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May 24, 1998, Sunday

EARNING IT; A Five-Year Journey to a Better Mousetrap


JERRY FREE, an installer of drywall, has lately been leading a crew in putting 230,000 square feet of it into a new hotel in Fishkill, N.Y. It is a bone-tiring task by any measure, but Mr. Free has the advantage of using the Speed Bead, a device for joining pieces of wallboard that he invented nearly five years ago -- and is just now being introduced commercially by United States Gypsum.

The company, a unit of the USG Corporation, giant of the construction supplies industry, sent him 40 boxes of the new product, an alternative to the industry's conventional corner bead. Catching first sight of the Speed Bead logo was a Walter Mittyish dream come true for Mr. Free, 42, a self-described ''old hippie'' who lives in Chichester, N.Y., in the Catskills. With the Speed Bead, he has not only reinvented how he does his job, but may also have found a new career as an inventor.

The odds against creating a successful invention are brutal: only 2 percent of all patents are ever licensed to major corporations, and only 1 of 100 patented products makes money. Interviews with experts in the invention field suggest that Mr. Free transcended these odds through not only a good idea, but luck, pluck and general smarts.

A corner bead is an angled metal strip used to create a smooth corner at the junction of two perpendicular pieces of wallboard. Typically, the corner bead is put into place using a ''Clinch-On,'' a tool that squeezes the bead in a way that creates sharp edges that cut into the gypsum.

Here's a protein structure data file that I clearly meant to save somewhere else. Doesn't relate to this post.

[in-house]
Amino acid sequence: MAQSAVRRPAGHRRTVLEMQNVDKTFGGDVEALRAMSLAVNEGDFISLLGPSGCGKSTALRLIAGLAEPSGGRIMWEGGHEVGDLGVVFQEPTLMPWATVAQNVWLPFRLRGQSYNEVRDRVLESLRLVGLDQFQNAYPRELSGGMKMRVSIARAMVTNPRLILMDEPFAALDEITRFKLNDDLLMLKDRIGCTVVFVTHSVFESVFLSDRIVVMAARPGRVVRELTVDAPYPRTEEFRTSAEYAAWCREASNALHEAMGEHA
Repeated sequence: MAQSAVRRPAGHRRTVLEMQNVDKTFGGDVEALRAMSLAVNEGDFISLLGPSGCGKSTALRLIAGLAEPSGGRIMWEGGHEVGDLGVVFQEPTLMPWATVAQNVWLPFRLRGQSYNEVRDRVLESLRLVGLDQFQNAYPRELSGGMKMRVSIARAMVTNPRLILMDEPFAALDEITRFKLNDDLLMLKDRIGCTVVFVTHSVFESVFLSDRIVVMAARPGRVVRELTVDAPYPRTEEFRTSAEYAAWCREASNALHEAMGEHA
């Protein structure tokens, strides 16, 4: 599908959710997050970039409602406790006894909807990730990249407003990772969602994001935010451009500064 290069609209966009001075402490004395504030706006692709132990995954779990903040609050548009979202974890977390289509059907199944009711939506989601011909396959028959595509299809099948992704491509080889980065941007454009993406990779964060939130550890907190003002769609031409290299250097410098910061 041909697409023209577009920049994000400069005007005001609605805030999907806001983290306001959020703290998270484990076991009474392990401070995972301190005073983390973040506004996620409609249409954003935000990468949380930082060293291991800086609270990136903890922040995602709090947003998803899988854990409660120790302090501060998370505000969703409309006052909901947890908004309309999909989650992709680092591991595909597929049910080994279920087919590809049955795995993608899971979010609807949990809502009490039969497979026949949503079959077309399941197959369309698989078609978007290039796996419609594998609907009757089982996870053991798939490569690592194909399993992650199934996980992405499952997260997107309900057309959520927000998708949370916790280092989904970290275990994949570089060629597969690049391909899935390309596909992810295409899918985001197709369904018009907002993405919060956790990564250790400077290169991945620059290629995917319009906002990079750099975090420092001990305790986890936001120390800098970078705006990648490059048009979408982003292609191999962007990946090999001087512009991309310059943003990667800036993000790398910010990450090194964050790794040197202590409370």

Nails or screws are sometimes used to further secure the bead to the wall. Mr. Free did not like using the Clinch-On, which he found heavy and awkward, particularly when working in tight spaces.

One night in 1993, he went to sleep thinking about how to make a better Clinch-On, but woke up believing that the solution might be to improve the corner bead. An hour later, he had created one with built-in barbs that allowed it to be installed by hand.

The Speed Bead was born, but Mr. Free's work had just begun. ''The cliche about invention being 1 percent inspiration and 99 percent perspiration is absolutely true,'' he said.

Mr. Free's first stop was a patent library in Albany, where he, his wife, Pamm, and one of their two daughters, Michelle, spent two Saturdays examining about 150 patents. About 50 concerned building products related to the creation of corners.

''My idea was so simple that I couldn't believe that it hadn't been done,'' Mr. Free said. ''And if it had been done, why hadn't I seen it?''

Mr. Free then approached Thomas W. Crucet, a lawyer in Phoenicia, N.Y. Mr. Crucet advised him to determine if there was a market for his product before spending between $5,000 and $7,000 for a patent that could end up as a wall ornament.

Through the next five years, Mr. Crucet, who had been a corporate counsel for the Wella Corporation, the hair products company, would become Mr. Free's most valuable ally, serving as negotiator and adviser and being paid at an hourly rate.
UNDER Mr. Crucet's guidance, Mr. Free wrote an initial letter to the Chicago headquarters of United States Gypsum in September 1993 -- an inquiry that was rejected, as he expected, with a form letter saying that the company, like most, does not consider outside ideas. The fear is legal entanglements over the origins of novel concepts.

But Mr. Free persevered, sending a second letter disclosing that his bead could be installed in half the usual time and did not require the use of the Clinch-On, nails or screws.

''I tried to be vaguely specific,'' he said. ''You want to describe how your product functions in the broadest possible terms.''

Mr. Crucet added: ''You want to put out enough information about the potential product to tease the corporation, but you don't want to give them enough information to let them walk away with your idea.''